“I thought her overall intention, wanting to be better and put quality out there, was fantastic in a short space of time. She provided us with the backbone, and now we’re looking at putting in the pieces around her.”
Folau’s shooting partners were too often found wanting, and Taurua expects them to work on their conditioning, positioning and re-examining their technique. She also wants to see whether Ameliaranne Ekenasio and Bailey Mes can fit back into the side.
“The game is won by putting the ball through the hoop. We’ve simply got to have shooters who can shoot,” she says.
Spearheaded by Jane Watson and Katrina Grant, the Ferns defence was imposing, but failed to stamp any dominance in the final test.
Former captain Casey Kopua and the 1.92m goal keep Kelly Jury are both clear of their injuries and can attend the pre-Christmas camp – and will be up for selection for the Northern Quad Series. Taurua is excited by what they might bring to the squad.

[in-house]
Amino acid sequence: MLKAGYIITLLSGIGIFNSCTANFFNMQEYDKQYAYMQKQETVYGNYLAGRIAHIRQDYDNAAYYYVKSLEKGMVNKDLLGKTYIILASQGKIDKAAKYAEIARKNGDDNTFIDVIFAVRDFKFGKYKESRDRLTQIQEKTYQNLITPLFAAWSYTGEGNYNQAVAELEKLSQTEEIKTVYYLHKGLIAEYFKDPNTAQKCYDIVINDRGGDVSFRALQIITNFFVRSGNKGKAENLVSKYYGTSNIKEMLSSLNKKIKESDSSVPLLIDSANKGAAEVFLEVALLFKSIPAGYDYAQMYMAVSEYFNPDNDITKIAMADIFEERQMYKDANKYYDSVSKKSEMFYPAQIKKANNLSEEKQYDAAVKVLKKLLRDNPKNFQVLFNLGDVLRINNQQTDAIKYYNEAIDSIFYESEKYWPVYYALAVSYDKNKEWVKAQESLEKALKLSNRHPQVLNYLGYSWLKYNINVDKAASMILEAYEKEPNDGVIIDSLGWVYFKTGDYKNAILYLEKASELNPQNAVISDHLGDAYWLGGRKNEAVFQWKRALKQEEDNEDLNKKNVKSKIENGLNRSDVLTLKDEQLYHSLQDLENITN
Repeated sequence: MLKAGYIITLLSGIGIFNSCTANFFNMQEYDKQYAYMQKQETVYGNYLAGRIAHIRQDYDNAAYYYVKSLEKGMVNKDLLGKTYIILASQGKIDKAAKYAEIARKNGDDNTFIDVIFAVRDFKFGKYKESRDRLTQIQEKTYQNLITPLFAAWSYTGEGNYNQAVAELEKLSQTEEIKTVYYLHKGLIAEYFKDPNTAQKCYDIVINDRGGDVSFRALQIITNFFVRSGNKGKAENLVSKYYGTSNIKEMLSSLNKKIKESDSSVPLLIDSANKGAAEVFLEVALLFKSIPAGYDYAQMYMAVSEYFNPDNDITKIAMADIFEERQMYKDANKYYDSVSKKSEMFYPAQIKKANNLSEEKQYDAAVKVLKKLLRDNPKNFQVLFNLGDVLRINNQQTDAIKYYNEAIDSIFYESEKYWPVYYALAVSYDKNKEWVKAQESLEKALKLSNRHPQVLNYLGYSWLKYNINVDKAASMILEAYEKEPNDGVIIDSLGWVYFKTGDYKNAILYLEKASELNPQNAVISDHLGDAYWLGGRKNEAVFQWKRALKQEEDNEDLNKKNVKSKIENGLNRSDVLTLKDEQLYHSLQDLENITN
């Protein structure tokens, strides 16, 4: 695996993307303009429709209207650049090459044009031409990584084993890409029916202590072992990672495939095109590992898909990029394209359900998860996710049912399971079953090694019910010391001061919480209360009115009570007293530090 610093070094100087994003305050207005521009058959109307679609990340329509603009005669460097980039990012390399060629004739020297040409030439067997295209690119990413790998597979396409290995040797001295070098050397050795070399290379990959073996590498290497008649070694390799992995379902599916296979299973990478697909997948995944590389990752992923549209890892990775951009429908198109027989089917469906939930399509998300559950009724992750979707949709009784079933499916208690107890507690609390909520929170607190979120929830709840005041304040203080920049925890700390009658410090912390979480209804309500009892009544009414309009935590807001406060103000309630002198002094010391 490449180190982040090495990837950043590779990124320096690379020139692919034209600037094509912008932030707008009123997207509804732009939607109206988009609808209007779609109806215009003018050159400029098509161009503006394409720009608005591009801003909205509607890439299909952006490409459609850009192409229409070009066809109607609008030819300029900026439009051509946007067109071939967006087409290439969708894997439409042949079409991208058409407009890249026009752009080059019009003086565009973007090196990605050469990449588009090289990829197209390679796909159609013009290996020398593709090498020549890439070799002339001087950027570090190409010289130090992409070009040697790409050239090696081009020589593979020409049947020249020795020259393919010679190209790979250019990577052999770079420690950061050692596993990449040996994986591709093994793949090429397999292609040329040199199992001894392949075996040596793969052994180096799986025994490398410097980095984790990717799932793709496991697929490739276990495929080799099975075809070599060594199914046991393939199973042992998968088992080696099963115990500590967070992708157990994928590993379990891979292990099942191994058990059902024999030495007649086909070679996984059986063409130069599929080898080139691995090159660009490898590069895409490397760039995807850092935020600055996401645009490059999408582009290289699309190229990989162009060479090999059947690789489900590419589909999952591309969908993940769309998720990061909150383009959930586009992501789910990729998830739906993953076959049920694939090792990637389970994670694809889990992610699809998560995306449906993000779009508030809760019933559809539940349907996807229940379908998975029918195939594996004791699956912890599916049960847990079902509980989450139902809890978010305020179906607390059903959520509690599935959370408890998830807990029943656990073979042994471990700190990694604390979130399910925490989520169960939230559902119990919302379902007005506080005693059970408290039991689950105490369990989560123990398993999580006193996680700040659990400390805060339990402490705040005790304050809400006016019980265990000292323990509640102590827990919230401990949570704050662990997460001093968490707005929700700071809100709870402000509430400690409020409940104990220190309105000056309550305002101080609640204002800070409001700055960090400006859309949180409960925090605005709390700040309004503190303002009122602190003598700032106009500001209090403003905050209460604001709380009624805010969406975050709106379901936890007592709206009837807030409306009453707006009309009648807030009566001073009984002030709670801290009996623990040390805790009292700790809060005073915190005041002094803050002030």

“When we make changes there needs to be a point of difference, someone who can make an impact. There are gaps in all areas of the court – which provides opportunity for people to put their hands up. The door is definitely not closed,” she says.
For Taurua, this assignment – laden with public expectation – is nothing out of the ordinary.
“It’s the same job I always do, but with a different landscape,” she says. Next week she’ll be back in her other job, coaching the champion Sunshine Coast Lightning for a third season.
“The [Silver Ferns] landscape is a wee bit different, I’m finding as we go along. It’s really important that I am being patient, making sure I’m open, and that I’m clear in my communication,” she says.
“We have a limited time frame, but that’s the exciting thing – I feel there’s so much more we can do if we’re smart and put all the pieces together right.”
Taurua has been heartened by her players’ intent and willingness to be better. “That was apparent right from the start. Even with all the stuff we changed behind the scenes, they’re giving it a go,” she says.
“These players now know what the expectation is, and that’s the test they have ahead of them – to be consistent at the level that’s required day after day after day. Only the toughest will survive.”